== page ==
More problematic is providing ‘point of need’
instruction with groups, while still maintaining lesson
ﬂow and engaging the attention of all learners.
‘Instructional detours’ (to use Cazden’s expression)
need to be short, to the point, yet salient: a case of
‘putting the task on hold’ for a minute or two, while an
error is remedied or a grammar point explained. Of
course, involving other students in the intervention is
often a viable means of avoiding the lesson becoming
a series of one-to-ones. Ideally, too, a running record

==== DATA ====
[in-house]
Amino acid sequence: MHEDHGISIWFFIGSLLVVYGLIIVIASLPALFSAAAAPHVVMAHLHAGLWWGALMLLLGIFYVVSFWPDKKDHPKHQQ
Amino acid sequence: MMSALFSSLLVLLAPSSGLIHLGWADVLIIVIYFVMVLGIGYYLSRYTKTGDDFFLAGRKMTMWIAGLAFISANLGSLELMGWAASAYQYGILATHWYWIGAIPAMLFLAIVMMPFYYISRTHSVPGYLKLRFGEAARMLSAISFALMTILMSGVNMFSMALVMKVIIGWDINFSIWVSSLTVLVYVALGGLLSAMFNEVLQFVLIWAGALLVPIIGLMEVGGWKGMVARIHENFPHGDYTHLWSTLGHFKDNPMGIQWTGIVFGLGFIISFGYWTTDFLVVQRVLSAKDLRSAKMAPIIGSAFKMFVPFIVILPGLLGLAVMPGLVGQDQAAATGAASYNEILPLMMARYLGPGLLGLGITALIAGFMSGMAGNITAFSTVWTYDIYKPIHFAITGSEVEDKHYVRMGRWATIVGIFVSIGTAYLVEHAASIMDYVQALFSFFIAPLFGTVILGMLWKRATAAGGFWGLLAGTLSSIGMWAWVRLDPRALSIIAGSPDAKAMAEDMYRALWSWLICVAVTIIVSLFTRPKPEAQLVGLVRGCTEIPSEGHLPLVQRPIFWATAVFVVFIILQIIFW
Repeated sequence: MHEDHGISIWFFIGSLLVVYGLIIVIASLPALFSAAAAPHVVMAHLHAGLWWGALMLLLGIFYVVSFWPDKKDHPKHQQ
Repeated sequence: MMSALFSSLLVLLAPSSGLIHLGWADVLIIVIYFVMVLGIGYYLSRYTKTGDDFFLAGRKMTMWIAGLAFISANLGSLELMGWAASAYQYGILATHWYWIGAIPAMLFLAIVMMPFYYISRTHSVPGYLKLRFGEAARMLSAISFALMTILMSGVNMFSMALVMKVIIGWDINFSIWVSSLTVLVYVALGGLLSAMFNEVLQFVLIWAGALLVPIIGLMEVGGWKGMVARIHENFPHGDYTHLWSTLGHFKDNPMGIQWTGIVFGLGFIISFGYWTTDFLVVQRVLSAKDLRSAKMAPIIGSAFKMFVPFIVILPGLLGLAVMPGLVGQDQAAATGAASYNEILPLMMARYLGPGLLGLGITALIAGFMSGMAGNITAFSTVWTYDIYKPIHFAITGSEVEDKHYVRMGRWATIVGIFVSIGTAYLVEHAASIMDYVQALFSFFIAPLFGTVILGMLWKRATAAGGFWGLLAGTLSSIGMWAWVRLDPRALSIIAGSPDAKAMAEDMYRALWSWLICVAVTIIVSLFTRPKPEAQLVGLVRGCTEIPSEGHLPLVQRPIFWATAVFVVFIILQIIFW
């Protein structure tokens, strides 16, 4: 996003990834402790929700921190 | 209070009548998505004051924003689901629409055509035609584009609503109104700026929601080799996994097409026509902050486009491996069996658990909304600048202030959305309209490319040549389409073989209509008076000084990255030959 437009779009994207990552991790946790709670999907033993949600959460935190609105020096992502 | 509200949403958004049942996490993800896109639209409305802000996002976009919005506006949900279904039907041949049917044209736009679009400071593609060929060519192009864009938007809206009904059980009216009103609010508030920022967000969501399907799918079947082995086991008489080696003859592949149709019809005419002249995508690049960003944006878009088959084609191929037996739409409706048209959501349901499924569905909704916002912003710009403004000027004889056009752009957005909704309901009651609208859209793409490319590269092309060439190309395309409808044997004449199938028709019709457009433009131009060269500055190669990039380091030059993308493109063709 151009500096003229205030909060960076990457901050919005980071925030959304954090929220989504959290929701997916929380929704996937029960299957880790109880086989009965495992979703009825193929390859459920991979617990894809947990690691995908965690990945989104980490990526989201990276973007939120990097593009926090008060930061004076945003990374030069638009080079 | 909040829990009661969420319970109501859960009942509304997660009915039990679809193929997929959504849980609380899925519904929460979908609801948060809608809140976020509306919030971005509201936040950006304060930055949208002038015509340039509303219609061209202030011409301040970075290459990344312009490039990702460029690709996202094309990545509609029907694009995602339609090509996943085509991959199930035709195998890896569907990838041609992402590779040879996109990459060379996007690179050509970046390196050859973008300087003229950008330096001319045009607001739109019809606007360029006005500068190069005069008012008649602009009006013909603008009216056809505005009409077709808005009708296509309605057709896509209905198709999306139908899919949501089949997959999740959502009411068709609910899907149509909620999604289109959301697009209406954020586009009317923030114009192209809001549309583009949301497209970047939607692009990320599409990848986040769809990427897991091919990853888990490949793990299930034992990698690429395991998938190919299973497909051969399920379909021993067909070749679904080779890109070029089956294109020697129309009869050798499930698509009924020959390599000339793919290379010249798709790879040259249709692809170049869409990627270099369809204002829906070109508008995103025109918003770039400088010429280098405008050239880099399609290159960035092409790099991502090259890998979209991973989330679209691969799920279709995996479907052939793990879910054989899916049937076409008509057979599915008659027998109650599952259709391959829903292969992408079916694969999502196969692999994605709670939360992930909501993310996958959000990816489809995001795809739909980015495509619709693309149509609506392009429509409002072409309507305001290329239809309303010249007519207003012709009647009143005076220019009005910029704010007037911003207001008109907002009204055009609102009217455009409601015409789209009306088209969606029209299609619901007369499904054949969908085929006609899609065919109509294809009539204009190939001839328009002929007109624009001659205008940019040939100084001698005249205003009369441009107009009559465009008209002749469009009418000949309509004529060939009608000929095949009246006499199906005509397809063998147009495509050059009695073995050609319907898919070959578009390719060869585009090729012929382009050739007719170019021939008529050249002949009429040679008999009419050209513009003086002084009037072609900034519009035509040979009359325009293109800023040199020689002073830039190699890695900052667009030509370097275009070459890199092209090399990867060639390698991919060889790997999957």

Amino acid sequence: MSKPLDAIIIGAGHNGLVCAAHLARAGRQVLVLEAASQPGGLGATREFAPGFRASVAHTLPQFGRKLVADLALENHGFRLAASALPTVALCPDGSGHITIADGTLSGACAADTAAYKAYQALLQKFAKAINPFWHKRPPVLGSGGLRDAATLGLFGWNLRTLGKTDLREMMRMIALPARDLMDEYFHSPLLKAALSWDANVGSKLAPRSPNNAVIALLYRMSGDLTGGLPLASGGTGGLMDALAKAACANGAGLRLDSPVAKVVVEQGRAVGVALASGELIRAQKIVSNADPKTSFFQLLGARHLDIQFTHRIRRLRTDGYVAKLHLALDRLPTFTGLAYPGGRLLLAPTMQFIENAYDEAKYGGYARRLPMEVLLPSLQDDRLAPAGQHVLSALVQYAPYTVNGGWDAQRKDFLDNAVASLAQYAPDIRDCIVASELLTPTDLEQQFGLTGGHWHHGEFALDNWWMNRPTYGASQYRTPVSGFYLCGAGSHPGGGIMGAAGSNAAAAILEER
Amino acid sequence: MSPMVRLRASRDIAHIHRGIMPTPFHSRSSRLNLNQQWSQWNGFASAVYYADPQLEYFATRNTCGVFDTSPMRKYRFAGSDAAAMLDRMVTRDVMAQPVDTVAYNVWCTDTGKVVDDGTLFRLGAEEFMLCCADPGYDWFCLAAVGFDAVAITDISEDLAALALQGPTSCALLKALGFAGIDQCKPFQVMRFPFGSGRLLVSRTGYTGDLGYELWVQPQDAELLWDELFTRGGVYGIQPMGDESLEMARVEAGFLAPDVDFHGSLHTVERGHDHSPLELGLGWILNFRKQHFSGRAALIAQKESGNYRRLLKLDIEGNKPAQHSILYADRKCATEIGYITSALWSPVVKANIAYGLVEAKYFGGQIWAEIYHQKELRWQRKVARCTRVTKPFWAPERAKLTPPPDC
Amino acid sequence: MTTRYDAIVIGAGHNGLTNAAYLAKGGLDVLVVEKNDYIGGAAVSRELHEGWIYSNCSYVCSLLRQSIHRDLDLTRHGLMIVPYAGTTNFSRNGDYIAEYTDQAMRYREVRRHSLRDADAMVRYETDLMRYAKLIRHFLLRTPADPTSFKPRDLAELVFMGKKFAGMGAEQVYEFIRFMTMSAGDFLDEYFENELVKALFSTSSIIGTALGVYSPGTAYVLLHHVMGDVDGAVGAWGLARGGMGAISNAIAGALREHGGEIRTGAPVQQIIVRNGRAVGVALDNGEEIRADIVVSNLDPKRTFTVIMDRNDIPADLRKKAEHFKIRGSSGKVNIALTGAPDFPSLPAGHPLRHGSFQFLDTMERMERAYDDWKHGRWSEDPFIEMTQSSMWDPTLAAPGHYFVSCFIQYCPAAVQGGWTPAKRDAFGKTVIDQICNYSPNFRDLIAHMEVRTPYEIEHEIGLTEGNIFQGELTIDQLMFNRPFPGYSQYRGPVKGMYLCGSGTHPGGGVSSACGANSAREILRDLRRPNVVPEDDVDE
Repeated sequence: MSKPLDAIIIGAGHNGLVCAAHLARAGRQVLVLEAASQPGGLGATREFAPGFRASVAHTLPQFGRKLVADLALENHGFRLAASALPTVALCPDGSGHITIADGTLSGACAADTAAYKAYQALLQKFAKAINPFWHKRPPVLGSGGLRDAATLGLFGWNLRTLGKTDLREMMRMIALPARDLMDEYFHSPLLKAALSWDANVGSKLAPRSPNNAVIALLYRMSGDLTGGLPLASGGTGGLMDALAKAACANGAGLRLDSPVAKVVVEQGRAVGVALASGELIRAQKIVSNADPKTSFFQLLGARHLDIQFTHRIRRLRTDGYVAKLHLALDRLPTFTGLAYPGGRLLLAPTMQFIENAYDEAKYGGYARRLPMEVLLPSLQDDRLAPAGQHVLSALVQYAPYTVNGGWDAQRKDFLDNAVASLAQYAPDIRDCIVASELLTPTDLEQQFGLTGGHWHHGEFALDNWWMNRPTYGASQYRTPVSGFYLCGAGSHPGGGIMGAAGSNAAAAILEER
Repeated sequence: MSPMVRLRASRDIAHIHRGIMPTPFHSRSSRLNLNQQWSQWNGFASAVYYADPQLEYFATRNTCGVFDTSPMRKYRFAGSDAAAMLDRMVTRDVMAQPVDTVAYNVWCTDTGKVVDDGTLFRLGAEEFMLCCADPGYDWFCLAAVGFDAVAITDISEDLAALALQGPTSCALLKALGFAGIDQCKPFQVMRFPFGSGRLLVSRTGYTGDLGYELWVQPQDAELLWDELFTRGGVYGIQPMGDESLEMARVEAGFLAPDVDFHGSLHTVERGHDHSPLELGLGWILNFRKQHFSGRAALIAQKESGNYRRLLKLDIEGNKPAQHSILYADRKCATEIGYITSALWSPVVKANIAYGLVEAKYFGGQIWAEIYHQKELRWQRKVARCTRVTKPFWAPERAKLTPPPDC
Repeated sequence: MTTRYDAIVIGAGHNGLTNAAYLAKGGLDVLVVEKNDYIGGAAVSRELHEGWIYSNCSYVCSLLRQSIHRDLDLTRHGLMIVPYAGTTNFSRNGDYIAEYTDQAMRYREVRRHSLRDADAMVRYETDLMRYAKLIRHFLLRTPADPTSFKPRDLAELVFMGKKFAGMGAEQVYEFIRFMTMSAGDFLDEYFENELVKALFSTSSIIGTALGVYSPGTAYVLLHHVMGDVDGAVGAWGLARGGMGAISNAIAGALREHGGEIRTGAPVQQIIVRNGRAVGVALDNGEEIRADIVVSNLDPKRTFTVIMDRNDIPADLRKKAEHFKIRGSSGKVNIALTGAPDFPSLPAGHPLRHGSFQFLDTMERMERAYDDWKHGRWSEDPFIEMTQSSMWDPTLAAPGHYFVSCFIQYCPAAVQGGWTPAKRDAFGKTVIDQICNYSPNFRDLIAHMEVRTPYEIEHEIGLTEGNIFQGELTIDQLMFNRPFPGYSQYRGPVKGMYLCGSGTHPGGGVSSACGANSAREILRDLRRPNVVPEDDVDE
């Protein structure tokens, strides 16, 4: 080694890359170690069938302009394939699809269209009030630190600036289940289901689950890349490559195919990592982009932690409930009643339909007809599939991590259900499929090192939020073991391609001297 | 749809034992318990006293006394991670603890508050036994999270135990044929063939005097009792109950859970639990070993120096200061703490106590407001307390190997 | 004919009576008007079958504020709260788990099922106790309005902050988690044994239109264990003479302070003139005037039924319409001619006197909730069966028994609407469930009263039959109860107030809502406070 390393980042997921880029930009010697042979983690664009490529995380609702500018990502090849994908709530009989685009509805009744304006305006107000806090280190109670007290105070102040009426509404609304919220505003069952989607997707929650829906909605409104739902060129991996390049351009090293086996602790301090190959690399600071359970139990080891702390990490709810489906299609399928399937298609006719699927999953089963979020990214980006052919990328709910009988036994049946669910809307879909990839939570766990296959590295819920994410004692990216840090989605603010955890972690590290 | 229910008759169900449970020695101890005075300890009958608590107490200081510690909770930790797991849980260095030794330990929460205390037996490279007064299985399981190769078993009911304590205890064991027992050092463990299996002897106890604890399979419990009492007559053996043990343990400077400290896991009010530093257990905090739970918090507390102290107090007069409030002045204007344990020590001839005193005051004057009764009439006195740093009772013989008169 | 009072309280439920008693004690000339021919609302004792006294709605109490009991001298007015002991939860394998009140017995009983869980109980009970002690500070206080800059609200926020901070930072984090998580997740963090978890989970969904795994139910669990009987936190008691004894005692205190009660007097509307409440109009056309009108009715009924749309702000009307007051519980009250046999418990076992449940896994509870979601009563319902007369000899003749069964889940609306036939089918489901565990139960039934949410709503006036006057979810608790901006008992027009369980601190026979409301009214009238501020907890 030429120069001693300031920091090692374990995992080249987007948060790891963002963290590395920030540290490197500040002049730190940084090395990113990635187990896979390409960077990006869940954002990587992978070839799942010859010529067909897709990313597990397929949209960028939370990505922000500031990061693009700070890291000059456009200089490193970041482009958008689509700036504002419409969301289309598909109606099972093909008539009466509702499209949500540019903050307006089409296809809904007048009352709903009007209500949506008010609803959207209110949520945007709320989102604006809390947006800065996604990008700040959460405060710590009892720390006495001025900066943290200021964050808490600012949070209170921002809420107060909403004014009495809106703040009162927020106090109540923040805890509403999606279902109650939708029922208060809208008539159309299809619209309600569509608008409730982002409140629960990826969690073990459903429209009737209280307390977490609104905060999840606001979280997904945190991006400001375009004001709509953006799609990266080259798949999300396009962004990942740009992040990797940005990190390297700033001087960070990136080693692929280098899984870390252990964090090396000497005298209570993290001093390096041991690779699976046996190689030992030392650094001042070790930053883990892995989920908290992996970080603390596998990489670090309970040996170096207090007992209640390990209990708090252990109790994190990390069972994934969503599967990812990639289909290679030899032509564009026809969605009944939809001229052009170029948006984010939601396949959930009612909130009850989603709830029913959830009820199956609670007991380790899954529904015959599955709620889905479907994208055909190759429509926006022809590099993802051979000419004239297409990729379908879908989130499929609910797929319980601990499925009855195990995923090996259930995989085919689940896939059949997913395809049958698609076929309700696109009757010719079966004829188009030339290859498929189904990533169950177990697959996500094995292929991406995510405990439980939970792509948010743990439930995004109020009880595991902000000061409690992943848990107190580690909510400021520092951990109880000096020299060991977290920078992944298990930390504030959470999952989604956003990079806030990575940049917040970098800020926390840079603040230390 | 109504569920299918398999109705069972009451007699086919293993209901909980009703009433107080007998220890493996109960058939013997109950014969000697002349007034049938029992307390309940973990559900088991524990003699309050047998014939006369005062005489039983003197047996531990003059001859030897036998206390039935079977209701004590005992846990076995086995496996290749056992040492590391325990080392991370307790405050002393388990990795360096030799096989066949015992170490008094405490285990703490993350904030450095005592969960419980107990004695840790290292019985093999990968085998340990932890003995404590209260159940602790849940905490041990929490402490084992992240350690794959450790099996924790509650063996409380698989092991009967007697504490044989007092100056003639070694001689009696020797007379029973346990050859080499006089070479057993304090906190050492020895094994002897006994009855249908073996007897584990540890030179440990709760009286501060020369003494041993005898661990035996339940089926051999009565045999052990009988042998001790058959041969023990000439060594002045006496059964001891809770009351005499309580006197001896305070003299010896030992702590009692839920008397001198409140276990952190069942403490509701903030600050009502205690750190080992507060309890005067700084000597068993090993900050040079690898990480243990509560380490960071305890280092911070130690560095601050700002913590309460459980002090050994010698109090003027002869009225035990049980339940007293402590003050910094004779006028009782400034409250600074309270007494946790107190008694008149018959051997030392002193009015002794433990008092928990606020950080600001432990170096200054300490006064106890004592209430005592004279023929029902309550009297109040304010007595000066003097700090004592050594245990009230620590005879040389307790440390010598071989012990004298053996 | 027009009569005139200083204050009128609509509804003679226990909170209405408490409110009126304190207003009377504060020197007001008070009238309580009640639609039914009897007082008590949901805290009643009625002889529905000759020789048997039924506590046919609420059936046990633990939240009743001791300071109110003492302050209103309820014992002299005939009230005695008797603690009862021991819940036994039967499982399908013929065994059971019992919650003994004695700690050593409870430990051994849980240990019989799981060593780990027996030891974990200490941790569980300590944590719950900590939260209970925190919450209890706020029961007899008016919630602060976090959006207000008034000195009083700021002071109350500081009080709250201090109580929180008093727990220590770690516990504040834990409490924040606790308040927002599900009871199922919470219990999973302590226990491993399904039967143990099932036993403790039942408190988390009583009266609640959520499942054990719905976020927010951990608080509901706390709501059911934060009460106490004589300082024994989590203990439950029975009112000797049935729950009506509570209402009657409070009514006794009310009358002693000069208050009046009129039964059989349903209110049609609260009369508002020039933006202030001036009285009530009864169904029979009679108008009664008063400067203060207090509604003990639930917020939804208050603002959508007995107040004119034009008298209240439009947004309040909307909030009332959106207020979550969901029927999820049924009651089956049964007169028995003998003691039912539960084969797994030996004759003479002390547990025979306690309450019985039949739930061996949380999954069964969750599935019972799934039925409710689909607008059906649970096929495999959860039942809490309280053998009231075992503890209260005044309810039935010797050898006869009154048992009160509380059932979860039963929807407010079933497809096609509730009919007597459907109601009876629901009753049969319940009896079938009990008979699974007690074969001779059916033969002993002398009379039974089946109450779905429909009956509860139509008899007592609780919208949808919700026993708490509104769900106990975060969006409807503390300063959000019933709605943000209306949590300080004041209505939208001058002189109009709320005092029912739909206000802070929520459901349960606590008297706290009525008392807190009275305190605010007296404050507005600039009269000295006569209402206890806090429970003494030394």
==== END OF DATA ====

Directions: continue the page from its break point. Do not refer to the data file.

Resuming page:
needs to be kept of these interventions, so that they
can be revisited after the task, and so as to provide a
‘scaffold’ for a possible repetition of the task. A further
stage, in which learners review and record the
grammar and vocabulary issues that arose during the
lesson, serves not only to help ﬁx these in memory,
but to persuade those who crave it that formal
accuracy has not been sacriﬁced for the sake of
Gee, J.P. (2007) What Video Games Have To Teach
Us About Learning and Literacy, New York: Palgrave
Long, M. and Norris, J. (2009) ‘Task-based teaching
and assessment’, in van den Branden, K., Bygate, M.
and Norris, J. (eds), Task-based Language Teaching:
A Reader, Amsterdam: John Benjamins.
Nelson, M.W. (1991) At the Point of Need: Teaching
Basic and ESL Writers, Portsmouth, NH: Heinemann.
Samuda, V. (2001) ‘Guiding relationships between